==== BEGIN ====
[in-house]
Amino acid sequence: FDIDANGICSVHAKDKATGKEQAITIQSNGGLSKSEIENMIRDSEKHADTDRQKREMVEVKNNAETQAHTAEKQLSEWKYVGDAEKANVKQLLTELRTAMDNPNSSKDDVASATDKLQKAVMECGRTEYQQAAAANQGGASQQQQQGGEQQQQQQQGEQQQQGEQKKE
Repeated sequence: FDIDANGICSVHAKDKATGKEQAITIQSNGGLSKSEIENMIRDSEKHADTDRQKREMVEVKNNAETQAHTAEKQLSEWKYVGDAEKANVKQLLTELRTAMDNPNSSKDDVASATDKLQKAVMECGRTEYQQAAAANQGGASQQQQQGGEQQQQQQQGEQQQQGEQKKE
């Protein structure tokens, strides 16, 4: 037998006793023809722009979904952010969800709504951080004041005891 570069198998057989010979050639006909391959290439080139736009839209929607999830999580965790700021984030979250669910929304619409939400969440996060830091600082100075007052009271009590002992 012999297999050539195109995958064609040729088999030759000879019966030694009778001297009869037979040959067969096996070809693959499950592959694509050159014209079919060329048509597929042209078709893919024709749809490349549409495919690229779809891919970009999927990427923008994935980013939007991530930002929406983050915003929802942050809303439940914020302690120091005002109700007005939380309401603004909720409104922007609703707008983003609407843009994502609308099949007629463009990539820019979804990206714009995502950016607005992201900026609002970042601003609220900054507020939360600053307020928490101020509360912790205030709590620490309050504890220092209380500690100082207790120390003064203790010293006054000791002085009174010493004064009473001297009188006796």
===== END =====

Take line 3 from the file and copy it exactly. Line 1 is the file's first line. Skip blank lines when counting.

Repeated sequence: FDIDANGICSVHAKDKATGKEQAITIQSNGGLSKSEIENMIRDSEKHADTDRQKREMVEVKNNAETQAHTAEKQLSEWKYVGDAEKANVKQLLTELRTAMDNPNSSKDDVASATDKLQKAVMECGRTEYQQAAAANQGGASQQQQQGGEQQQQQQQGEQQQQGEQKKE